Hello, A data type is defined as DATE. I use Oracle Enterprise Manager Console to do query and get a correct date like "12-Jan-2005 05:46:46 PM". But the date is displayed as "2005-1-12" from resultset.getDate(col) (thin driver) and "2005-1-12 17:46:46.0" from x.getString(col). I don't get it. What happened to the date data? Thanks in advance.
[You shouldn't be accessing a date as a String.] That's what I was thinking but wrong. I am not sure if you noticed the hours, minutes and seconds are chopped off if I use getDate(). It seems like Oracle thin JDBC driver treats Date quite differently (compared to MS SQL Server).
I am not sure if you noticed the hours, minutes and seconds are chopped
No, I did notice. A java.sql.Date object is really a long value (the number of milliseconds between the date and January 1, 1970, 00:00:00 GMT.) So assuming you always handle a Date object as a Date object its value will remain constant. However, when you display a date, unless you format it as you wan't to see it, all you are doing is calling the default toString() method on that object. This method returns the date as a String formatted in the "date escape format" i.e. yyyy-mm-dd. It doesn't change the value of the long number which represents the date.
Joined: May 15, 2001
It seems not true. OK. now I use a SimpleDateFormat (using a pattern like "MM-dd-yyyy HH:mm:ss") to format the Date object (getDate(col)). Unfortunately I am still unable to get the hours, minutes, and seconds (all these values are 00 while its real value is non-zero). Thanks for your reply. Y.P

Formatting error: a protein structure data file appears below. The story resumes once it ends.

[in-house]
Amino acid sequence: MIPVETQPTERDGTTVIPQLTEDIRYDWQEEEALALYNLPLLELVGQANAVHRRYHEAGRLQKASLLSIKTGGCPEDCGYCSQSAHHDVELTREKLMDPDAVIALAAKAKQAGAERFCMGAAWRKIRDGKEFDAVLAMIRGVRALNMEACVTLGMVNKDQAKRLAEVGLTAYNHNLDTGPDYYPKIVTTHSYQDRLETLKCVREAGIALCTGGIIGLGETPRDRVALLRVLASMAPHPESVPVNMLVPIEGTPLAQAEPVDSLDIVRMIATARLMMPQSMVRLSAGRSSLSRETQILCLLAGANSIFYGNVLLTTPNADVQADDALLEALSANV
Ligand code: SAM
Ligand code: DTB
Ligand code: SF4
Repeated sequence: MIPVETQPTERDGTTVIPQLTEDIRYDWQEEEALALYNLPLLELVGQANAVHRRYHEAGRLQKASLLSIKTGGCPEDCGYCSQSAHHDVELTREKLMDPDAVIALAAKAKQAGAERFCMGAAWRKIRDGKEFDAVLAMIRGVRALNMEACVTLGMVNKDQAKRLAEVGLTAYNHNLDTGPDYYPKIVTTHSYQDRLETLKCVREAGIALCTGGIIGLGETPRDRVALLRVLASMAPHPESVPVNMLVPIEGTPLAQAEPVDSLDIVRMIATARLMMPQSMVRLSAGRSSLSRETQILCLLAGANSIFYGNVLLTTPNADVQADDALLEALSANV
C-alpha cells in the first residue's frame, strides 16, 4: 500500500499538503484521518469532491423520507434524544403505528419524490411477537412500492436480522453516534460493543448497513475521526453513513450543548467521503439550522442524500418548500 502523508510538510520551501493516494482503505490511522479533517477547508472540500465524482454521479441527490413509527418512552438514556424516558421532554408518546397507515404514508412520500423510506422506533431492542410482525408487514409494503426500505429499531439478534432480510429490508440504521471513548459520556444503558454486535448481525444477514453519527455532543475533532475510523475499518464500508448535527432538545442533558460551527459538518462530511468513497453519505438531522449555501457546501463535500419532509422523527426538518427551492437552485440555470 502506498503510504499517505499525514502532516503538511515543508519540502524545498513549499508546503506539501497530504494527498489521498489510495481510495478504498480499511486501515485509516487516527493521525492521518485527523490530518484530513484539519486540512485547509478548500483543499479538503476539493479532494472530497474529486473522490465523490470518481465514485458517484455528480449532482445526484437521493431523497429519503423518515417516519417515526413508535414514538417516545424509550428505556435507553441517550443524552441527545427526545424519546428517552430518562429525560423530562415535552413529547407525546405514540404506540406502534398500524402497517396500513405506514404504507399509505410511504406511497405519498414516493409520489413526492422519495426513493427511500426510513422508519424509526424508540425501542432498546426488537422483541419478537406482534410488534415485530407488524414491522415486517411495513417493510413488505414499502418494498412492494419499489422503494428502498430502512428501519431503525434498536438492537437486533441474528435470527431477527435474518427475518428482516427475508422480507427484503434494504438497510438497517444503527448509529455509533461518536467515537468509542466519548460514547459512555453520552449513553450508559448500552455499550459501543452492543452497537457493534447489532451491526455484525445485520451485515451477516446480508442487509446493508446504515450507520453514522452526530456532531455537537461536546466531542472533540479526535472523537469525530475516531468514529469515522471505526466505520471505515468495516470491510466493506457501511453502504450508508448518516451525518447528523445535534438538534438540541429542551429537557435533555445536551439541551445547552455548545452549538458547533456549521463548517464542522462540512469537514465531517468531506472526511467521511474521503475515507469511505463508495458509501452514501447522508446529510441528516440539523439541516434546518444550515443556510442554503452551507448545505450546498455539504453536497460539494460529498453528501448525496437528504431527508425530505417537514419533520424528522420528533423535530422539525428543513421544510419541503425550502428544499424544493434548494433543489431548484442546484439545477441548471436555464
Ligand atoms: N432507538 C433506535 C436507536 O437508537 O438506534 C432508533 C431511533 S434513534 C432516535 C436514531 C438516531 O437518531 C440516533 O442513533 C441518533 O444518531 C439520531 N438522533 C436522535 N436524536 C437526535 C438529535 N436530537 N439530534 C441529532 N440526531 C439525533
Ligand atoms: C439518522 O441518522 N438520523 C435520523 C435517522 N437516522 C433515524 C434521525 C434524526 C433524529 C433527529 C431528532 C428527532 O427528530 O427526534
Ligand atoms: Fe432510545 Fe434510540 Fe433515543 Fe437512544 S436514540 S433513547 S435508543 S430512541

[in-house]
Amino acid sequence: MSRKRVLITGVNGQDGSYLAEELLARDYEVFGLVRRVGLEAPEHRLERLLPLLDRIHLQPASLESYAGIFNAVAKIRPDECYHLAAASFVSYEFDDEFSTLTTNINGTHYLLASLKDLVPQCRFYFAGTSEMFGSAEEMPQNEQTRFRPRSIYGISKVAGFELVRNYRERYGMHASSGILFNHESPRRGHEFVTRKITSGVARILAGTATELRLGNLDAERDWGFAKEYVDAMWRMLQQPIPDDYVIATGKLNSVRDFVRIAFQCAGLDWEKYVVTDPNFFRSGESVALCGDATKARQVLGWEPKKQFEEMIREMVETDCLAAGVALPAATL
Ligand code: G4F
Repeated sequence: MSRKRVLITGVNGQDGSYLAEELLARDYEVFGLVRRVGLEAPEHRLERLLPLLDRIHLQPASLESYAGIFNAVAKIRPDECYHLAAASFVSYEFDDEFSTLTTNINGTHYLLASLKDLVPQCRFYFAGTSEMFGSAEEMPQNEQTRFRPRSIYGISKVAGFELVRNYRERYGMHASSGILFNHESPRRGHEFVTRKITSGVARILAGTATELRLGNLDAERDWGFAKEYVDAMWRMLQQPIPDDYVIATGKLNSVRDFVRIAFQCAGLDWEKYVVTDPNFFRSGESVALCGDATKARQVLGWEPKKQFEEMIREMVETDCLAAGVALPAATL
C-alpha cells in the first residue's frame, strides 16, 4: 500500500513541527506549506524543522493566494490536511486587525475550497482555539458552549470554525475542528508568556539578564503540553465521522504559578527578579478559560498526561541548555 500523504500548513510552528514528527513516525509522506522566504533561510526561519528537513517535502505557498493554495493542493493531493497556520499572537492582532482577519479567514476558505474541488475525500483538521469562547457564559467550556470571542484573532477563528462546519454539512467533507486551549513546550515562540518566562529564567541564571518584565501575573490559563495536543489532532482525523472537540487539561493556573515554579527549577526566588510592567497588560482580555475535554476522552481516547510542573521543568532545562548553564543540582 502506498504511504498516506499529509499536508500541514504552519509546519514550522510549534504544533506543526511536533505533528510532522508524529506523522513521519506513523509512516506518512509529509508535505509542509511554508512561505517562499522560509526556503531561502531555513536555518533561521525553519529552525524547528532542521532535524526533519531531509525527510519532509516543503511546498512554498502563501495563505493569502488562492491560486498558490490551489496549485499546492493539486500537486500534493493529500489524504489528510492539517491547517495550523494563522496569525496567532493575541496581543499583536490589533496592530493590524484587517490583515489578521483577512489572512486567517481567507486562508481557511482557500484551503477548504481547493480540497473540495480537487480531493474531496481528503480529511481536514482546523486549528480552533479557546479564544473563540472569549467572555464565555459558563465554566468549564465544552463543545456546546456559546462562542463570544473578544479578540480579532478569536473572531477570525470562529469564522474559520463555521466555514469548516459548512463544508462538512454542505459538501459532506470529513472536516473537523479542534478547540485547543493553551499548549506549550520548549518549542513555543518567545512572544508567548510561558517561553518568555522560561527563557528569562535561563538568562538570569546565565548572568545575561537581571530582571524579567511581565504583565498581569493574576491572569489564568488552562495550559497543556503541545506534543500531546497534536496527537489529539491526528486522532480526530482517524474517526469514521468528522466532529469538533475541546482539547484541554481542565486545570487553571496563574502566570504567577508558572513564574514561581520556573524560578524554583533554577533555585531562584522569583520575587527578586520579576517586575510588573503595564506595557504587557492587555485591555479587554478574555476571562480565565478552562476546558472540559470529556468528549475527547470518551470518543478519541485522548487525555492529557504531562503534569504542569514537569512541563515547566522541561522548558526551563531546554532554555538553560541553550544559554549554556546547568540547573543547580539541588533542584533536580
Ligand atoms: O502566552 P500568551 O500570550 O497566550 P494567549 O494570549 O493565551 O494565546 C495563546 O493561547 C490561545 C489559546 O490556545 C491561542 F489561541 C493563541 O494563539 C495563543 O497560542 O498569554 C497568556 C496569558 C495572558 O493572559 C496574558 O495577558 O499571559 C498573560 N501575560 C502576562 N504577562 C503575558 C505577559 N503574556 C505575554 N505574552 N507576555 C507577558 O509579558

Woops! I should read the JavaDocs before answering (From the JavaDocs for java.sql.Date: )
To conform with the definition of SQL DATE, the millisecond values wrapped by a java.sql.Date instance must be 'normalized' by setting the hours, minutes, seconds, and milliseconds to zero in the particular time zone with which the instance is associated.
[ January 26, 2005: Message edited by: Paul Sturrock ]
Joined: May 15, 2001
Obviously getDate() doesn't work for me. Instead getTimestamp() is a quick and reliable method to resort. It doesn't need any format conversion. Thanks for your posts again.
Well done Yongping! You finally found the right answer -- even though you were misled by Paul. Yes, using "getTimestamp()" is the way to go. But in any case, thanks for the information regarding the "getString()" method. I didn't know about that